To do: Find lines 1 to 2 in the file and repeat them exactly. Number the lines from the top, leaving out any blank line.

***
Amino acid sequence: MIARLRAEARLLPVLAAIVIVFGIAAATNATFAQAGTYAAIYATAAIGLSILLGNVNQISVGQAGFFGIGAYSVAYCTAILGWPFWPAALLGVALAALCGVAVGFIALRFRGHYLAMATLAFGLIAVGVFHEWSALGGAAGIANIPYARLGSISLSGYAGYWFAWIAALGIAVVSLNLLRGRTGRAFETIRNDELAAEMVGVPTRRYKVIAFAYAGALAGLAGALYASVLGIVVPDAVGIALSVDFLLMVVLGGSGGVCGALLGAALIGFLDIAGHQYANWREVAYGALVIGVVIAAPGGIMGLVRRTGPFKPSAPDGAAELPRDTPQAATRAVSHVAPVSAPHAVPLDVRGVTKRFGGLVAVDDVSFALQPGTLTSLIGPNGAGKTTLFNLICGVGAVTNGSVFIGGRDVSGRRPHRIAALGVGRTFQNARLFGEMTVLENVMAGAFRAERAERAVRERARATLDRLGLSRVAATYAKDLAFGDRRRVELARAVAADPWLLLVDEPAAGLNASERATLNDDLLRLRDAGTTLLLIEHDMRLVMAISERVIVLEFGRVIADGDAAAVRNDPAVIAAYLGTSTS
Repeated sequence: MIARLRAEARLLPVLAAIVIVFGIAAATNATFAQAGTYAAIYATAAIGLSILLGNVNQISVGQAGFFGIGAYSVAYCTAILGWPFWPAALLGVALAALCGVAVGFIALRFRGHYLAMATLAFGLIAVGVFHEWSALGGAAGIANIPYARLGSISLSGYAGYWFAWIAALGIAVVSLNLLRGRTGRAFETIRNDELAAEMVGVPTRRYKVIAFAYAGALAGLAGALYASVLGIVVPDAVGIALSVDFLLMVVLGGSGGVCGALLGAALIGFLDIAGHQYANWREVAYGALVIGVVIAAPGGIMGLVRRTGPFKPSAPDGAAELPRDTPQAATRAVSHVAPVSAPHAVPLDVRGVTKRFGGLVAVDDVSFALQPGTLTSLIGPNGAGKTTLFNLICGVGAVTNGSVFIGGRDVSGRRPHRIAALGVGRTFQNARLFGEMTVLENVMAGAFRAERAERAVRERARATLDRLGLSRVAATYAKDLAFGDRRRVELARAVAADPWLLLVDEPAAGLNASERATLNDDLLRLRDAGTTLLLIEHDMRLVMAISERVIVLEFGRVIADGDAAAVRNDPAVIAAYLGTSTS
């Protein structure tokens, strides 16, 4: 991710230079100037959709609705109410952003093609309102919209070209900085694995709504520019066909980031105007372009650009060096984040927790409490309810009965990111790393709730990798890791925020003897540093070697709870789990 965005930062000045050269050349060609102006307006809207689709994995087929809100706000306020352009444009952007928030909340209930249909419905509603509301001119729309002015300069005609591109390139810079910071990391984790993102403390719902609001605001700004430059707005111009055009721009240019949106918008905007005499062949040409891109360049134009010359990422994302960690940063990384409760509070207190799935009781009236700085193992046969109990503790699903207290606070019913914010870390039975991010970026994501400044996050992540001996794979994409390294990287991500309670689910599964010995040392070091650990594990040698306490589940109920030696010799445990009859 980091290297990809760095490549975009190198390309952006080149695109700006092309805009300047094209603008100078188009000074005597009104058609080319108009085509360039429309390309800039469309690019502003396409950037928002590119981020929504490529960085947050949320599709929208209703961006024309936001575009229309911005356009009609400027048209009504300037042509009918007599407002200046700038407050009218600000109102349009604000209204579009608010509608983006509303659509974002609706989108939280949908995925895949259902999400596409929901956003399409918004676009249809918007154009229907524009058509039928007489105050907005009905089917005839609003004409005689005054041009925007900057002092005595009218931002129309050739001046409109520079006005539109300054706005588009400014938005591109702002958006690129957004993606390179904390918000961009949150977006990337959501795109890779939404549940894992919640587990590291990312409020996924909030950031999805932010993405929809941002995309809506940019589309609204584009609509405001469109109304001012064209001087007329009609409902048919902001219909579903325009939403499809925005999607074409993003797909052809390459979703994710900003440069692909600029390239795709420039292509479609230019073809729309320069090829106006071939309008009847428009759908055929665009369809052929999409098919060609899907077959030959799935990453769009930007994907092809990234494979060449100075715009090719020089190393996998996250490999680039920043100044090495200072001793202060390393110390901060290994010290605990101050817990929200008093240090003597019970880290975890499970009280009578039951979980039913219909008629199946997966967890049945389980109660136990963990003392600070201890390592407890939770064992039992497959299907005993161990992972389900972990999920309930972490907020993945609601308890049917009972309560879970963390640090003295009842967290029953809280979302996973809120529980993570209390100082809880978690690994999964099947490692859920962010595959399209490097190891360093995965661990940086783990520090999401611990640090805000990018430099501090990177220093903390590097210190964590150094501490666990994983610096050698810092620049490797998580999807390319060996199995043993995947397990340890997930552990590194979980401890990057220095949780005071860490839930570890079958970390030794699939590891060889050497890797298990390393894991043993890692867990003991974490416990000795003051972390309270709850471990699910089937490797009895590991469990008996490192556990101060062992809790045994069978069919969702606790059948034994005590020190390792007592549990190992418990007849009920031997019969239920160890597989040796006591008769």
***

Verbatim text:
Amino acid sequence: MIARLRAEARLLPVLAAIVIVFGIAAATNATFAQAGTYAAIYATAAIGLSILLGNVNQISVGQAGFFGIGAYSVAYCTAILGWPFWPAALLGVALAALCGVAVGFIALRFRGHYLAMATLAFGLIAVGVFHEWSALGGAAGIANIPYARLGSISLSGYAGYWFAWIAALGIAVVSLNLLRGRTGRAFETIRNDELAAEMVGVPTRRYKVIAFAYAGALAGLAGALYASVLGIVVPDAVGIALSVDFLLMVVLGGSGGVCGALLGAALIGFLDIAGHQYANWREVAYGALVIGVVIAAPGGIMGLVRRTGPFKPSAPDGAAELPRDTPQAATRAVSHVAPVSAPHAVPLDVRGVTKRFGGLVAVDDVSFALQPGTLTSLIGPNGAGKTTLFNLICGVGAVTNGSVFIGGRDVSGRRPHRIAALGVGRTFQNARLFGEMTVLENVMAGAFRAERAERAVRERARATLDRLGLSRVAATYAKDLAFGDRRRVELARAVAADPWLLLVDEPAAGLNASERATLNDDLLRLRDAGTTLLLIEHDMRLVMAISERVIVLEFGRVIADGDAAAVRNDPAVIAAYLGTSTS
Repeated sequence: MIARLRAEARLLPVLAAIVIVFGIAAATNATFAQAGTYAAIYATAAIGLSILLGNVNQISVGQAGFFGIGAYSVAYCTAILGWPFWPAALLGVALAALCGVAVGFIALRFRGHYLAMATLAFGLIAVGVFHEWSALGGAAGIANIPYARLGSISLSGYAGYWFAWIAALGIAVVSLNLLRGRTGRAFETIRNDELAAEMVGVPTRRYKVIAFAYAGALAGLAGALYASVLGIVVPDAVGIALSVDFLLMVVLGGSGGVCGALLGAALIGFLDIAGHQYANWREVAYGALVIGVVIAAPGGIMGLVRRTGPFKPSAPDGAAELPRDTPQAATRAVSHVAPVSAPHAVPLDVRGVTKRFGGLVAVDDVSFALQPGTLTSLIGPNGAGKTTLFNLICGVGAVTNGSVFIGGRDVSGRRPHRIAALGVGRTFQNARLFGEMTVLENVMAGAFRAERAERAVRERARATLDRLGLSRVAATYAKDLAFGDRRRVELARAVAADPWLLLVDEPAAGLNASERATLNDDLLRLRDAGTTLLLIEHDMRLVMAISERVIVLEFGRVIADGDAAAVRNDPAVIAAYLGTSTS